First we went up to Larwig on the Norwegian coast. When we and two other subs arrived there, we found two subs lying there already. The commander told us to wait here for the invasion. We knew that the invasion was coming, but we suspected it would not be here in Norway. It wouldn’t make sense for the allies to attack us in Norway because of the location of the country, the terrain and the fjords. But we were there to wait, just in case.
We stayed in Larwig for four days and then headed for Christiansund for two days for our final stocking up of food and other supplies for the long patrol ahead. People referred to Christiansund as the end of the world.
On leaving Christiansund, Lieutenant Commander Dankleff gave a little speech about our assignment. We were to go out into the Atlantic Ocean, but first we had to get past the Shetland Islands where British ships were patrolling and looking for U-boats (German submarines). That gave us something to think about. We left the harbour accompanied by two destroyers. However, the commander told us that the destroyers would not escort us very far, since they were needed elsewhere. We were going out on our own.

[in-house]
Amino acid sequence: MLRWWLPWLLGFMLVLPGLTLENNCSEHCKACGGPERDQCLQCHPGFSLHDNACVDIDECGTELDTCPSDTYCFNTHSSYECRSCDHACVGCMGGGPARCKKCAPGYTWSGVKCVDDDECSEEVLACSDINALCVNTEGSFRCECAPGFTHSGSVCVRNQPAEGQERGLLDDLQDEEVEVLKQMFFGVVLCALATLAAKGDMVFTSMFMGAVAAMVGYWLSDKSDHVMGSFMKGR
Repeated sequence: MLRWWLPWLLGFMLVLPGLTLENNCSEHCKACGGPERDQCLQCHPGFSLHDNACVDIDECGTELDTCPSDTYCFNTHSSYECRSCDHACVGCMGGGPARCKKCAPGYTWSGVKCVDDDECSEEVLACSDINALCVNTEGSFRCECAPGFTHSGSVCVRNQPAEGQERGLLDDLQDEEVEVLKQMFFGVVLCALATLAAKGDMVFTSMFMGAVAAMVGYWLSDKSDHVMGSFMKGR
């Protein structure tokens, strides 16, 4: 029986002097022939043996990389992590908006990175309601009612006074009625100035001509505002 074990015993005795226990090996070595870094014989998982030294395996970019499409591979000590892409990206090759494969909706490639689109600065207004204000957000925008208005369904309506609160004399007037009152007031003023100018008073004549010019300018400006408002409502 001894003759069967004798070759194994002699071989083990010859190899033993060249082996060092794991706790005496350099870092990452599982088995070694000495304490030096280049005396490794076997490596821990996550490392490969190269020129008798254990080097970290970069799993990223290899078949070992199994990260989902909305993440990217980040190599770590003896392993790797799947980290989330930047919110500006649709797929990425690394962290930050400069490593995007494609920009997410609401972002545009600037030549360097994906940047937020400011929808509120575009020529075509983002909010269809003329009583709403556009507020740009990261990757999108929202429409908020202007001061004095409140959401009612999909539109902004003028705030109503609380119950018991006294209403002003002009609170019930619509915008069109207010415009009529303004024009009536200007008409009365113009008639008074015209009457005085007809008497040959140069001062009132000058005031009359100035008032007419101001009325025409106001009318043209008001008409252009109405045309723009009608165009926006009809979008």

Sure enough, after half a day, we heard the destroyers’ horns blowing and we answered. They turned off and left, we were on our own. A few hours later we submerged and stayed under water. When we had been down for an hour, we heard a bang and rumbling that scared us. I woundered if we had been hit. But after a moment I said to the corporal “they missed us”. He said “what do you mean by “they missed us”. He chuckled “that wasn’t meant for us, that was a long way off”. We found out later, that the explosion we heard was eighty kilometers away. It came from the Shetland Islands where a destroyer had attacked a submarine. The experienced men on board laughed at us and said “just wait until it is meant for us, then you will hear a real rumbling”.
We all hoped, of course, that we would never have to experience that type of “rumbling”. We stayed submerged all the way through the Shetlands, which was a danger spot for us. Our snorkel worked very well, we could stay under water and not be detected. At night we used the diesel engines and the snorkel. During the day, we stayed submerged, using the electric motors and moved steadily out into the Atlantic.
One night we surfaced for a few minutes to dump some garbage. It was weighted down so that it would sink. It was 2:00 A.M., the commander was asleep and the first officer went up to dump the garbage.